These 10 Items Make Holiday Travel With My Family Easy


I’m a veteran traveler who’s been taking to the friendly skies since I was a baby. As an adult, I’ve crossed the country and world more times than I can count, but when I had my daughter, it brought an extra layer of planning. Instead of my usual carefree jet setting, I had to factor in diapers, feeding time, travel strollers, and more. And of course, I need to pack for the what-ifs, rumbling tummies, and the overall hectic time that is the holiday season. 

From a Dagne Dover diaper backpack that doubles as a carry-on to packing cubes that cut down suitcase space to my favorite hack for avoiding overpriced airport snacks, these are my family’s tried-and-true travel gear that will help save a bit of our sanity this holiday season. Starting at $7, these family travel must-haves even include a massive Calpak luggage bundle for 45% off.

Dagne Dover Indi Diaper Backpack

Dagne Dover

While I’m firmly out of the diaper stage, this diaper backpack is still my trusted companion, especially if I’m on a work trip. With space for my 15-inch Macbook Pro and extra monitor, dedicated compartments for water bottles, and tons of zipped or velcroed storage pockets throughout, I can keep track of passports, wallets, and tech gear without looking like I’m wearing a camping pack.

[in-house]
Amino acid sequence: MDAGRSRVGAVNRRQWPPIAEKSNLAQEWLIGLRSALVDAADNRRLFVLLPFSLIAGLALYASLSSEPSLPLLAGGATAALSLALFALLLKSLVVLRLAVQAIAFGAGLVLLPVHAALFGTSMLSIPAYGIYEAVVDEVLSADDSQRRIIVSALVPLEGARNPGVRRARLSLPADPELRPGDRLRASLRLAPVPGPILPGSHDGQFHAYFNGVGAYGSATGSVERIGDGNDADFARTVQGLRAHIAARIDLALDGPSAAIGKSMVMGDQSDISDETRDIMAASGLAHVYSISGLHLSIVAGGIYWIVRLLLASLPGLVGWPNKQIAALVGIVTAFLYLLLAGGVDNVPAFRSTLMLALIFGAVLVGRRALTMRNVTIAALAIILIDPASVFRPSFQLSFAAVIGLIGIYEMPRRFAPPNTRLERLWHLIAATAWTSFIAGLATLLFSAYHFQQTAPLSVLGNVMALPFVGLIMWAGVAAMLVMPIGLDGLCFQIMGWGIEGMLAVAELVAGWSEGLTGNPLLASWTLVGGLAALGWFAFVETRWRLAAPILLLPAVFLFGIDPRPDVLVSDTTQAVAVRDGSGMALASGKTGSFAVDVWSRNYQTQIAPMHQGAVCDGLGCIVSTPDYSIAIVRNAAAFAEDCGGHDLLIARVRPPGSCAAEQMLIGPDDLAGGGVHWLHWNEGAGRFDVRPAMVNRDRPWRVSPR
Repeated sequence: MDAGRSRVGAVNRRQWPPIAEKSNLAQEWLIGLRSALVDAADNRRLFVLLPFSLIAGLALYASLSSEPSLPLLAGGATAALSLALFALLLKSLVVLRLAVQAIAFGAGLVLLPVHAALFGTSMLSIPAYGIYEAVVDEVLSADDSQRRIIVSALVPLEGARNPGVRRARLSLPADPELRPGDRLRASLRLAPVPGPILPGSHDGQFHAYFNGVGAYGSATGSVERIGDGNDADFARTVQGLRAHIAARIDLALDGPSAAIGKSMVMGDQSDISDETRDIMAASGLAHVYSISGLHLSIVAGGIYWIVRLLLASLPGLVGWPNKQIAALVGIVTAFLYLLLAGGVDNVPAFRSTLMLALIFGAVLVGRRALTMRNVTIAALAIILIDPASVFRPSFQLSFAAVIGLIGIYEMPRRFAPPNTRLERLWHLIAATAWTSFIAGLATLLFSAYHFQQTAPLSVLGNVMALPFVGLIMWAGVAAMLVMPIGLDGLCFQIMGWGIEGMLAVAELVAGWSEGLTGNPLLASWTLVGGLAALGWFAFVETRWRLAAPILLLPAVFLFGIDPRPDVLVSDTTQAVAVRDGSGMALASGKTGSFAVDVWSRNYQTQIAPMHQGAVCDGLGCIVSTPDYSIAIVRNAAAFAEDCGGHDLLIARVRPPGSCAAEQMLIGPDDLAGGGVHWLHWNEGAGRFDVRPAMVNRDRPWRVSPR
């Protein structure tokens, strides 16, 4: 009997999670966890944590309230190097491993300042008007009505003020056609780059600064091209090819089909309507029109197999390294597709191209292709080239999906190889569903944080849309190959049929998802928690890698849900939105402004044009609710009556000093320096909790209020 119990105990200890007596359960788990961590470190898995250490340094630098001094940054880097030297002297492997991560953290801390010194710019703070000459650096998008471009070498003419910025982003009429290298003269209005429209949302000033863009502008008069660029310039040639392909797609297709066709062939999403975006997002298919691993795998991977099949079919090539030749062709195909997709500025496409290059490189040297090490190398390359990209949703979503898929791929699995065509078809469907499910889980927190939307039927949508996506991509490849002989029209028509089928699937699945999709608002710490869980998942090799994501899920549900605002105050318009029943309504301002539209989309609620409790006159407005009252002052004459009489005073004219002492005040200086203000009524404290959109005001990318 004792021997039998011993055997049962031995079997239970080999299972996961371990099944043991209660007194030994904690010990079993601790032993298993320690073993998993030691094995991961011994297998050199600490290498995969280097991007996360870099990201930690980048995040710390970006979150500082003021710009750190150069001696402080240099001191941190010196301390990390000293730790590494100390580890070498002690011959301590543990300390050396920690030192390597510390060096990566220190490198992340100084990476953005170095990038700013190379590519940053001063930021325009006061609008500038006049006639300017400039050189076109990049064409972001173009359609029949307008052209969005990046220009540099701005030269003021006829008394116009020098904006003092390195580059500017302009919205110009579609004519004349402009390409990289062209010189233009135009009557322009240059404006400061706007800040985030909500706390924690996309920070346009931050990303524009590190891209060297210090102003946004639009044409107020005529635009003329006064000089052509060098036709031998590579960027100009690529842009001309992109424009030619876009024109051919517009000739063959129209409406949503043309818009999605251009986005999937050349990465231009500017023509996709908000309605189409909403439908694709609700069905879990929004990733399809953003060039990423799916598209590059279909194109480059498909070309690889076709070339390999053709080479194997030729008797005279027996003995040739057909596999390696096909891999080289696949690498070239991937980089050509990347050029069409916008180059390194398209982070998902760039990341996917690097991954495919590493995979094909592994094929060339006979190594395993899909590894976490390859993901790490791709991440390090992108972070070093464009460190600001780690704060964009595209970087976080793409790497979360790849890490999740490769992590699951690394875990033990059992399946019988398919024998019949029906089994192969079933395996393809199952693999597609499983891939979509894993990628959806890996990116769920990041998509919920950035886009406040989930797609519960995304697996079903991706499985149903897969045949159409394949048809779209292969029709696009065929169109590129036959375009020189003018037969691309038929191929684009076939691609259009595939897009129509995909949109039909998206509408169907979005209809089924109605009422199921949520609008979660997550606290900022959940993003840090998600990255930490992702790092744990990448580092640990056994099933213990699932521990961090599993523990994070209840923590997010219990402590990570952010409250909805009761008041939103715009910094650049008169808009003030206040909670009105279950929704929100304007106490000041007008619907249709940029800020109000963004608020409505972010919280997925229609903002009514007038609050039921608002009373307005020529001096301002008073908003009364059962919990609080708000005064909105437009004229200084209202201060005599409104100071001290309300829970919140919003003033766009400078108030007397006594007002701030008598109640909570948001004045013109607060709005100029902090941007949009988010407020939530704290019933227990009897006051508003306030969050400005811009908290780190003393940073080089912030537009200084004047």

Though it’s a splurge, I’ve been rocking this bag across the globe for nearly four years and it’s showing no signs of wear or tear. Available in gray, olive, camel, black, and a muted mauve, it’s also over $50 off right now, so you can get the large size for less than the usual price of the small.

To buy: Dagne Dover Indi Neoprene Diaper Backpack $161 with code PICKS25;

Bagsmart Compression Packing Cubes (Set of 6)


I usually share a bag with my daughter to make my life easier, so these compression cubes have been essential for fitting all of our stuff into one suitcase. Even after packing our bulky winter wardrobes, we still have space leftover for bringing home gifts from the grandparents. 

To buy: Bagsmart Compression Pack Cubes from $27;

Bentgo Kids Chill Lunch Box


I like to avoid spending money on overpriced airport snacks (why does one small bag of pretzels cost $12?). This Bentgo lunchbox has plenty of space for snacks I can share with my daughter in addition to a built-in compartment for an ice pack. And yes, it’s usually her school lunchbox that fits in the dedicated compartment in her Bentgo backpack—I live for multifunctional items.

When I want to bring food that needs utensils, I use this Munchkin bento lunchbox that comes with utensils and space to store them. 

To buy: Bentgo Kids Chill Lunch Box $30 (was $40);

Calpak Evry Starter Bundle


High-quality luggage is typically quite expensive, but I found a whole set of Calpak bags for a massive 45% off. This bundle includes one carry-on suitcase, one large check-in suitcase, a five-piece set of packing cubes, and a luggage tag. The rollers have 360-degree spinning wheels and TSA-approved locks, and the hardshell design protects your belongings during transit. 

Currently nearly half off its original price, this luggage set is on sale in black, pistachio green, light brown, silver, rose pink, and a pleasing dark teal blue.